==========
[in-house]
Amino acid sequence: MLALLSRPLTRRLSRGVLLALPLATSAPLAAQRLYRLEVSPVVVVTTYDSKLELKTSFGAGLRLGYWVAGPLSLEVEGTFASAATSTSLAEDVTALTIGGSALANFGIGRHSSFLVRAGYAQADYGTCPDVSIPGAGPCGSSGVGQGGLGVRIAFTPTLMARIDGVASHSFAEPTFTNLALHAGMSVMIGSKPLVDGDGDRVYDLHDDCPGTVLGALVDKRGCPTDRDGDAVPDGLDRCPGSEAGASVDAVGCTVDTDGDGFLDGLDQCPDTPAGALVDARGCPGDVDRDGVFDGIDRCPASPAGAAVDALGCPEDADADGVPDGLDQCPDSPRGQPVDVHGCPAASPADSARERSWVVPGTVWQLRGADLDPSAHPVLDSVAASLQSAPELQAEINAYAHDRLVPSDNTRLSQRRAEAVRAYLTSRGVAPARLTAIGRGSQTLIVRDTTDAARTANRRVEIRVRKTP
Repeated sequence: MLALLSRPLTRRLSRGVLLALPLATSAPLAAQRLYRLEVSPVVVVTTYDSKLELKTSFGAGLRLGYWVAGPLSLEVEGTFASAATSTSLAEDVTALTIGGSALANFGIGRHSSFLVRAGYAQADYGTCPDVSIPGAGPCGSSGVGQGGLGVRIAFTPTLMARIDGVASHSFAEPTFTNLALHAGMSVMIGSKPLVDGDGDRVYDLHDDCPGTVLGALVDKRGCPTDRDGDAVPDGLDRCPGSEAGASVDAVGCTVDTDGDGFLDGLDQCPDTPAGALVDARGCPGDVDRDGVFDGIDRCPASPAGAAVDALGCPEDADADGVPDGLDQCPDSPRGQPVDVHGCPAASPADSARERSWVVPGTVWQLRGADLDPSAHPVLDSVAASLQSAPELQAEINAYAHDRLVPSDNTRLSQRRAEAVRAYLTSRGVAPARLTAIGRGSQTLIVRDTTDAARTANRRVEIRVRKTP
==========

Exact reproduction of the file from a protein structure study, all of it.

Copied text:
[in-house]
Amino acid sequence: MLALLSRPLTRRLSRGVLLALPLATSAPLAAQRLYRLEVSPVVVVTTYDSKLELKTSFGAGLRLGYWVAGPLSLEVEGTFASAATSTSLAEDVTALTIGGSALANFGIGRHSSFLVRAGYAQADYGTCPDVSIPGAGPCGSSGVGQGGLGVRIAFTPTLMARIDGVASHSFAEPTFTNLALHAGMSVMIGSKPLVDGDGDRVYDLHDDCPGTVLGALVDKRGCPTDRDGDAVPDGLDRCPGSEAGASVDAVGCTVDTDGDGFLDGLDQCPDTPAGALVDARGCPGDVDRDGVFDGIDRCPASPAGAAVDALGCPEDADADGVPDGLDQCPDSPRGQPVDVHGCPAASPADSARERSWVVPGTVWQLRGADLDPSAHPVLDSVAASLQSAPELQAEINAYAHDRLVPSDNTRLSQRRAEAVRAYLTSRGVAPARLTAIGRGSQTLIVRDTTDAARTANRRVEIRVRKTP
Repeated sequence: MLALLSRPLTRRLSRGVLLALPLATSAPLAAQRLYRLEVSPVVVVTTYDSKLELKTSFGAGLRLGYWVAGPLSLEVEGTFASAATSTSLAEDVTALTIGGSALANFGIGRHSSFLVRAGYAQADYGTCPDVSIPGAGPCGSSGVGQGGLGVRIAFTPTLMARIDGVASHSFAEPTFTNLALHAGMSVMIGSKPLVDGDGDRVYDLHDDCPGTVLGALVDKRGCPTDRDGDAVPDGLDRCPGSEAGASVDAVGCTVDTDGDGFLDGLDQCPDTPAGALVDARGCPGDVDRDGVFDGIDRCPASPAGAAVDALGCPEDADADGVPDGLDQCPDSPRGQPVDVHGCPAASPADSARERSWVVPGTVWQLRGADLDPSAHPVLDSVAASLQSAPELQAEINAYAHDRLVPSDNTRLSQRRAEAVRAYLTSRGVAPARLTAIGRGSQTLIVRDTTDAARTANRRVEIRVRKTP